The amount of money a person can receive depends on their individual experience of sexual abuse as written in their application.

Redress payments are calculated as follows:

 Column 1
Kind of sexual abuse of the person
Column 2
Recognition of sexual abuse
Column 3
Recognition of impact of sexual abuse
Column 4
Recognition of related non-sexual abuse
Column 5
Recognition person was institutionally vulnerable
Column 6
Recognition of extreme circumstances of sexual abuse
1Penetrative abuse$70,000$20,000$5,000$5,000$50,000
2Contact abuse$30,000$10,000$5,000$5,000Nil
3Exposure abuse$5,000$5,000$5,000$5,000Nil
Source: National Redress Guide

Only one item of each of the above columns from the table can be relevant to a person (because an item covers all of the sexual abuse of the person that a participating institution is responsible for that is within the scope of the Scheme).


  • Using Column 2 of the table above, the highest monetary payment based on the sexual abuse described in the application, will apply even if the person experienced more than one kind of sexual abuse.
  • If the person writes about the impact the sexual abuse had on their life, the corresponding recognition of impact payment in Column 3 will apply.
  • Column 4 applies if the person writes of related non-sexual abuse they experienced, such as violence, psychological abuse, or neglect.
  • Column 5 applies if the person’s care arrangements made them more vulnerable to abuse (such as being placed in a youth detention centre).
  • Column 6 can be applied where the person experienced penetrative abuse and the Independent Decision Maker determines the person’s experience meets the criteria for extreme circumstances.

The maximum redress payment a person can receive under the Scheme is $150,000.

Are there any important time limits to bring a claim for sexual abuse?

Civil Claims for Sexual Abuse:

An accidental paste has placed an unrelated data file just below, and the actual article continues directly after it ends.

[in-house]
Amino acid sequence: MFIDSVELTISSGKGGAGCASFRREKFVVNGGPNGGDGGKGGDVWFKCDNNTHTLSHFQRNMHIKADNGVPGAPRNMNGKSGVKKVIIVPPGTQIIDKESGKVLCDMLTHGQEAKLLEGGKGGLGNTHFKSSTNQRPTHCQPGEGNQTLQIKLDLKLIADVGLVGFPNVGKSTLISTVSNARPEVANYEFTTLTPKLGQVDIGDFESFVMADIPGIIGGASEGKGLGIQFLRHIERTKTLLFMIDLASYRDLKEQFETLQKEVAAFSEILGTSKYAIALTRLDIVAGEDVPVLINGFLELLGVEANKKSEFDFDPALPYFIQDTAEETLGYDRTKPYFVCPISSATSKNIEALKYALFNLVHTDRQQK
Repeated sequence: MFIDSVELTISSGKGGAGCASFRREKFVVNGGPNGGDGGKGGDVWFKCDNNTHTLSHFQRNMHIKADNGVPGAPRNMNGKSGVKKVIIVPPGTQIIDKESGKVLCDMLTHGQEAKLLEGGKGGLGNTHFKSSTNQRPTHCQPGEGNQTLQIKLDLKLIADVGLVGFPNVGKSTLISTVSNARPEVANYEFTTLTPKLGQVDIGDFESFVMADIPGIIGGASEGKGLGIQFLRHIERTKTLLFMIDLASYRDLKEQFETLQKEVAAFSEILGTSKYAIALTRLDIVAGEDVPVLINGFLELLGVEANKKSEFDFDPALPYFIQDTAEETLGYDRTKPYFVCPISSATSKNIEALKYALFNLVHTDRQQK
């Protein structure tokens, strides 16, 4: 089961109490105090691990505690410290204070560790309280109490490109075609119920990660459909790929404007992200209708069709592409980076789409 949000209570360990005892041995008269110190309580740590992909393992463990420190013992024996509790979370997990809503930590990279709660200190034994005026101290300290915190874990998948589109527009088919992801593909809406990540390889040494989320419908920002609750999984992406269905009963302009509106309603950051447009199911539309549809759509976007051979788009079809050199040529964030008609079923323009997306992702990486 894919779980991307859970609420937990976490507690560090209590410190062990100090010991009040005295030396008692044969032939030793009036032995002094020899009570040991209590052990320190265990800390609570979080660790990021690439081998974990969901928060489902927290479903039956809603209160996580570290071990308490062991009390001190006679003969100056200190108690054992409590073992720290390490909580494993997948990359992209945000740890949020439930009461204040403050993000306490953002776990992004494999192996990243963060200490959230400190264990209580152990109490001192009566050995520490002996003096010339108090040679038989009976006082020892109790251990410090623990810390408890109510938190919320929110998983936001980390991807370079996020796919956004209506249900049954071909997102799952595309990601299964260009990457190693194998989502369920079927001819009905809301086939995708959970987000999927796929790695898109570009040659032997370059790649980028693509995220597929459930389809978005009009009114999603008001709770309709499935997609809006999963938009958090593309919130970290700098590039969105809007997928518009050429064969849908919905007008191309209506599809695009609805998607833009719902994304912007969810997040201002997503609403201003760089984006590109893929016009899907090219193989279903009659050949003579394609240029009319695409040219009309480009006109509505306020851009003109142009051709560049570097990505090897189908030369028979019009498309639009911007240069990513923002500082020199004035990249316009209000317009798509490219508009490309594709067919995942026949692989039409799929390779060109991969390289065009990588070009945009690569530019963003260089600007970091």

• If you were sexually abused as a child in Queensland, New South Wales, or Victoria, there is no time limit to bring a civil claim for compensation. Prior to 2016, time limits did exist but these limits have since been removed.
  • If you were abused as an adult, you have three (3) years from the date the abuse occurred to bring a civil claim against the offender. However, it may be possible to bring a claim outside this time limit – depending upon the circumstances.

National Redress Scheme Claims:

  • The National Redress Scheme started on 1 July 2018 and will run for 10 years. You can make an application any time between now and 30 June 2027.

Department Claims for Sexual Abuse and/or Sexual Harassment/Discrimination:

  • If you wish to make a complaint through the Anti-Discrimination Commission Queensland (a process we strongly recommend) you have 12 months from the date of the incident to do so. The Commission can accept a complaint after 12 months has expired if there are good reasons for the delay.
  • If you wish to make a complaint through the Australian Human Rights Commission, you have 12 months from the date of the incident to do so. The Commission can accept a complaint after 12 months has expired if there are good reasons for the delay.
    • Update: For acts that took place after 13 April 2017, the timeframe for lodging complaints alleging unlawful discrimination is 6 months.

We cannot stress enough the importance of getting legal advice if you have been a victim of abuse so that you are not a victim of the legal system.

How long does a compensation claim for sexual abuse take?

For claims made under the National Redress Scheme, a decision is usually made about 12 months after the lodgement of your application.

For common law claims, it depends on several factors including:

  • How easy or difficult it is to prove the abuse occurred.
  • Whether or not the offending party is still alive or the organisation at fault still in existence.
  • How committed you are to seeing it through.
  • The attitude of the person or organisation at fault.

We believe the quickest way to achieve a positive outcome satisfactory to you is to proceed to trial as quickly as possible whilst always remaining open to the possibility of an out of court settlement.

We do not believe in never-ending negotiations that may ultimately fail, if the responsible institution does not negotiate fairly in good faith, with a reasonable offer made to you, we will institute formal court proceedings against them without delay.

Time delayed is time wasted. Justice delayed is justice denied. Contact us now for a strictly confidential and obligation free consultation.

This commentary is published by Roche Legal for general information purposes only and should not be relied on as specific advice. The content relates to Queensland law only and is subject to change over time. You should seek legal advice for any question, or for any specific situation or proposal, before making any decision.